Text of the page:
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An old stereo/radio system that hooks up to speaker system for surround system

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It has a weird buzz like a blown speaker but it isn't the speakers

The mixer is broken and a couple other items but that's not my issue..... my issue is as of now an hour ago i turned it on and it started buzzing and i know it's not my speakers because i switched them out for new ones to make sure and the same name came through. It is 40 yrs. old but it hasn’t had any major issues through it’s lifetime. Help!

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It fluctuates with the song currently playing but if i can i will post a audio recording it started this morning after i turned it off for an hour

and i hooked it into an outlet by itself

for example if i'm playing Highway to !&&* by AC/DC the bass works but I can't hear the lyrics and if i can they're very very light like a radio station you get a bad reception for

Following the principal of firstly checking the easily diagnosed and easily fixed things, take the covers off and look for bad electrolytic capacitors. See https://wiki.restarters.net/Basic_electr...

I've looked at it closely and looked for bulging or sideways capacitors and they all look reletivley new keep in mind this one is 40 yrs. old so there is a bit of dust and rust but everything mostly works

I did find a rusty fuse with a deformity but it isn't burned through

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Is this a mains frequency buzz? If so, I'd suspect a bad electrolytic capacitor in the power supply. If not, perhaps you could make a recording and post it. Is it a constant frequency, loudness and timbre?

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It sounds a bit like a problem I had with a large sound mixer a couple of months ago. At some (low) volume levels the monitor output was distorted, probably clipped. It turned out to be a CMOS analogue switch (type CD4066 I think, or similar) used instead of a multipole mechanical switch to switch the signal path. Someone had removed it and bent one of the pins in reinserting it in its socket, resulting in it not being properly biased.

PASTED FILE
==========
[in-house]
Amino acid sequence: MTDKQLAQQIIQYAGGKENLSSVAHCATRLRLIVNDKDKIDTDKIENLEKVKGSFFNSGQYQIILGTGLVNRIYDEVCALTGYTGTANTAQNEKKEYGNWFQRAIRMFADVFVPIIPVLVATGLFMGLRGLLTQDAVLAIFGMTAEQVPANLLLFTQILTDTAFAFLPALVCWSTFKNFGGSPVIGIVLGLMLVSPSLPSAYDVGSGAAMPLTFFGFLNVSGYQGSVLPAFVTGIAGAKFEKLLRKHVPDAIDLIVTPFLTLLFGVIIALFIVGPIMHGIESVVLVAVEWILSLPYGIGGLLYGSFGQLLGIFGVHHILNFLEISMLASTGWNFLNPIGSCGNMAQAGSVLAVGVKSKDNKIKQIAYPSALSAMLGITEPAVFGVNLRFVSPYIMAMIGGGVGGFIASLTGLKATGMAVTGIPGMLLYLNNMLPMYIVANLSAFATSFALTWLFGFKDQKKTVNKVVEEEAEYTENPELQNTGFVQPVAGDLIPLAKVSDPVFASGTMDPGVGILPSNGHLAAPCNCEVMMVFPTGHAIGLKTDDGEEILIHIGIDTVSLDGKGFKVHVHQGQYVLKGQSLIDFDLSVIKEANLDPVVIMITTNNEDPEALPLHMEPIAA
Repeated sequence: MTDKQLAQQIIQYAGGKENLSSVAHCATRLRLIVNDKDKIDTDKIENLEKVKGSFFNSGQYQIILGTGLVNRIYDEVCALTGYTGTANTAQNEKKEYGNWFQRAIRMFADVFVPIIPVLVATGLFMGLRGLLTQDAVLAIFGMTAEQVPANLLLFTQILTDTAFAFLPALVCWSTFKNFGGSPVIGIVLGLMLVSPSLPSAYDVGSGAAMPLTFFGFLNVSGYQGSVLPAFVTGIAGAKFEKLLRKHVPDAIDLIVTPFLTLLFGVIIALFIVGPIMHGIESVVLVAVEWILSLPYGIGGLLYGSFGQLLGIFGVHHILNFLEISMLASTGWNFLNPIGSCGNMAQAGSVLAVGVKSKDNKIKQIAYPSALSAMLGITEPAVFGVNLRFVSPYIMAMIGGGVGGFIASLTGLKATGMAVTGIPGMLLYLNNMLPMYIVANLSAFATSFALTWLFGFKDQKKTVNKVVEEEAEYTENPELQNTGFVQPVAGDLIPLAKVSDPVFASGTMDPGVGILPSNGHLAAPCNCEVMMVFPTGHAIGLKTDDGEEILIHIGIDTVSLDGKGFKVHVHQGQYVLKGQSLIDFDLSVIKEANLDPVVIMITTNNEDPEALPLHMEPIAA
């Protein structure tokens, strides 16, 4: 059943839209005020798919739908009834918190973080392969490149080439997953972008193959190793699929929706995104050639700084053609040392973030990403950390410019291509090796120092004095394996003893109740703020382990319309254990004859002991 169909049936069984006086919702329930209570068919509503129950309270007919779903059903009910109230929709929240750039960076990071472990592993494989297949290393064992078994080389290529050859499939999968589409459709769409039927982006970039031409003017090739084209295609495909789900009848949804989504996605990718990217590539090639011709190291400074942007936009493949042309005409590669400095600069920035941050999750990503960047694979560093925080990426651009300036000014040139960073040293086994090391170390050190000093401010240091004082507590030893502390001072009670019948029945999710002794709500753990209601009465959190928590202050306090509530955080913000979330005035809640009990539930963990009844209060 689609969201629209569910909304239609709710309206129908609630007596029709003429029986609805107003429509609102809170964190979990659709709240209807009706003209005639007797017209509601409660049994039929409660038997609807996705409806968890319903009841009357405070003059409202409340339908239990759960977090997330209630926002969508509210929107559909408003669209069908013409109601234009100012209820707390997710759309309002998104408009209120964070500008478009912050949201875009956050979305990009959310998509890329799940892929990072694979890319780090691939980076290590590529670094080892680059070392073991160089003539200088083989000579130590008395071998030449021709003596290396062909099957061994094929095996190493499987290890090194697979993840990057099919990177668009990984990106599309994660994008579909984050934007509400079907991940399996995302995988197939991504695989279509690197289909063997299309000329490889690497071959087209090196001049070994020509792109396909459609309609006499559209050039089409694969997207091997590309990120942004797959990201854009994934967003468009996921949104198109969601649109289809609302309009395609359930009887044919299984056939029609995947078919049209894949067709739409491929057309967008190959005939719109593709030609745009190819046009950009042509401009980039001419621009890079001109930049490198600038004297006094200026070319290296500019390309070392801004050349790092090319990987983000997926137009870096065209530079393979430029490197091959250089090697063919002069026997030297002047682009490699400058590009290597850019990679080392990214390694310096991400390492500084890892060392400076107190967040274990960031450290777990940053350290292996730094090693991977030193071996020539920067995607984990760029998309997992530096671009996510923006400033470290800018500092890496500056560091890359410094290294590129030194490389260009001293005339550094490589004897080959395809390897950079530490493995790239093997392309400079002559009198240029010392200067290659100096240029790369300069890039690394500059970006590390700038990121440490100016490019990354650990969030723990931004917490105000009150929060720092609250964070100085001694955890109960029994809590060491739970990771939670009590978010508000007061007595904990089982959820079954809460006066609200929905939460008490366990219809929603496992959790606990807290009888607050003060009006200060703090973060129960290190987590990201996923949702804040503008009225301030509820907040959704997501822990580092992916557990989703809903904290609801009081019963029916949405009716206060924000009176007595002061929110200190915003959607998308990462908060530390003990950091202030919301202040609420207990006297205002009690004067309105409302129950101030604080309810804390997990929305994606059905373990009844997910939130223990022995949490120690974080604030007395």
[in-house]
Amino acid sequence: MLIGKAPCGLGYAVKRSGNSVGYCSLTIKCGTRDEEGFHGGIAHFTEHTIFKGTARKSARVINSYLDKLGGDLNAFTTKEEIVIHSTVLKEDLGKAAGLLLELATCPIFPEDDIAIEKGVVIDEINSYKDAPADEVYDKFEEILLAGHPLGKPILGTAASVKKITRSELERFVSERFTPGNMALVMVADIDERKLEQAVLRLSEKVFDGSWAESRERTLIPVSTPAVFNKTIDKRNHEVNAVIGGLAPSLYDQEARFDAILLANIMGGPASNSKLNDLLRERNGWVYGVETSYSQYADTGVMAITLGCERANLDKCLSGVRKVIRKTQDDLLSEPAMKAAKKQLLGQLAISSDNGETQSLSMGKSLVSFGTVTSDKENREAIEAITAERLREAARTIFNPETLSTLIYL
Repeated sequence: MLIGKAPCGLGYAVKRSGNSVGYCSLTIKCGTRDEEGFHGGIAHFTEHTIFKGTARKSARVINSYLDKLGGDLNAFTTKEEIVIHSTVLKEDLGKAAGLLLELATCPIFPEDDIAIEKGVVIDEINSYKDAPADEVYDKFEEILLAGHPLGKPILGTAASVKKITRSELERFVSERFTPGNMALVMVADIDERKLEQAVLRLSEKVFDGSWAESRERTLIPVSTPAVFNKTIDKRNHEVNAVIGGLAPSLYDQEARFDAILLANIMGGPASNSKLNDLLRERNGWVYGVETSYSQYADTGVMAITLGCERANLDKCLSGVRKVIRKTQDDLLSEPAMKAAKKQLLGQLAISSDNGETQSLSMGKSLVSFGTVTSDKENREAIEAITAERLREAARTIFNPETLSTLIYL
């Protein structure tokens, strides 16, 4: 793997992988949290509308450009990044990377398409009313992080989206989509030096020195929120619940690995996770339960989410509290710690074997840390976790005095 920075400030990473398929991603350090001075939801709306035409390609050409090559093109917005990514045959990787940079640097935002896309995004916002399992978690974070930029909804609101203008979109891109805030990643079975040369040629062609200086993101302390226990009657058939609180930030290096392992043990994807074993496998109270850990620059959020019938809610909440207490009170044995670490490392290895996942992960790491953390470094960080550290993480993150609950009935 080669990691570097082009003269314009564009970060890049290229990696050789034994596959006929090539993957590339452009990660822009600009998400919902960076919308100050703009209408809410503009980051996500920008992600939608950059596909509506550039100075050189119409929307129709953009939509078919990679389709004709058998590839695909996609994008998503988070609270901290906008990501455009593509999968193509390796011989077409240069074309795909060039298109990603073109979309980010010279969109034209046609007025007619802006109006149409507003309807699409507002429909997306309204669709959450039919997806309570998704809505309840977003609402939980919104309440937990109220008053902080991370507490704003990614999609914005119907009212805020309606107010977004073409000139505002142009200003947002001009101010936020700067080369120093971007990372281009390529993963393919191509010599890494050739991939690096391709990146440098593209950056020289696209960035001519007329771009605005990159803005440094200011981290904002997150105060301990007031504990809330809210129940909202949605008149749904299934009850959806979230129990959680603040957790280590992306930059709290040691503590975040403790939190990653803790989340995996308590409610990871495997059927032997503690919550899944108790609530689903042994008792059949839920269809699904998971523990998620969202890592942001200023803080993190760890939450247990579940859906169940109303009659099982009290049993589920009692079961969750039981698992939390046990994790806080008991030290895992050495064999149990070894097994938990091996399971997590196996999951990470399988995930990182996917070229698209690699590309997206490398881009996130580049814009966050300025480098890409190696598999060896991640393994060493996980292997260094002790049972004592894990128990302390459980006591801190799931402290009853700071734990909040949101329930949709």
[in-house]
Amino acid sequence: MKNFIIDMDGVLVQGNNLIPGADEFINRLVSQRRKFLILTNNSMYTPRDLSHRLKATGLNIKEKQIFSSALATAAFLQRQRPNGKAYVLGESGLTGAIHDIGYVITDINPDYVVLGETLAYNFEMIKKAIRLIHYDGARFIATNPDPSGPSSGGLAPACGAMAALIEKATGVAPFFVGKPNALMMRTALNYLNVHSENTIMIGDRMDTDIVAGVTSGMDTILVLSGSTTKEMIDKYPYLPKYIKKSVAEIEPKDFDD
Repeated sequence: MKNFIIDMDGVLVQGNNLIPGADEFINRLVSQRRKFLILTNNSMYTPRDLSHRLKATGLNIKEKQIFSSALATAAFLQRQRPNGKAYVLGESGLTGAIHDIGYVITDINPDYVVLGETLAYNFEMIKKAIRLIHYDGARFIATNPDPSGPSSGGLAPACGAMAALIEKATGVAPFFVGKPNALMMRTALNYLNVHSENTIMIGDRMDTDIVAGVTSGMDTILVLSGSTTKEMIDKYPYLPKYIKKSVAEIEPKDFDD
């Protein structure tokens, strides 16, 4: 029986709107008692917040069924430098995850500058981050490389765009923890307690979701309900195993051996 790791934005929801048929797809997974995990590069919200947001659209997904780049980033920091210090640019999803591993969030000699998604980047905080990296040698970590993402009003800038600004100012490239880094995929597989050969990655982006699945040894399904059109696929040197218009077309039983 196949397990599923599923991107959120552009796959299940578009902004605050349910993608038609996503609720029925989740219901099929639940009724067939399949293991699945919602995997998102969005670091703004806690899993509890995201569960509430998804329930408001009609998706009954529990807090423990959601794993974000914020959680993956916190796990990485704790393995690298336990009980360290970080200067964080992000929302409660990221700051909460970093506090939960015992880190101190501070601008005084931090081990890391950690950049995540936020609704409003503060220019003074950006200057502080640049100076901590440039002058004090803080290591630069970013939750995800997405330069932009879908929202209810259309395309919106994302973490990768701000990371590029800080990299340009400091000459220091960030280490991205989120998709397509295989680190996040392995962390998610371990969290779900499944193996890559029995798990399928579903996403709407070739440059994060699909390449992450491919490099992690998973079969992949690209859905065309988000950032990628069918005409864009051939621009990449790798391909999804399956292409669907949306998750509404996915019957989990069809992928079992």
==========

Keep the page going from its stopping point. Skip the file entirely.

The preamp stages probably are supplied by both positive and negative rails allowing the signal to rest at 0V when quiet. Possibly one of the rails was failing causing asymetrical power, and if the unit is now completely dead, perhaps that rail has now died completely.

Firstly, check the positive and negative rails, and if they seem ok then identify the ICs, most of which may be operational amplifiers such as TL084 or the older LM741. Find the datasheet online and hence identify which pins are the positive and negative supply. Check the voltages.

In the end, it's still quite likely to be a bad electrolytic capacitor - if it looks good that's no guarantee that it is. The component analyser pictured in the Restarters Wiki article will tell you definitely, or you can just change all the larger ones anyway.

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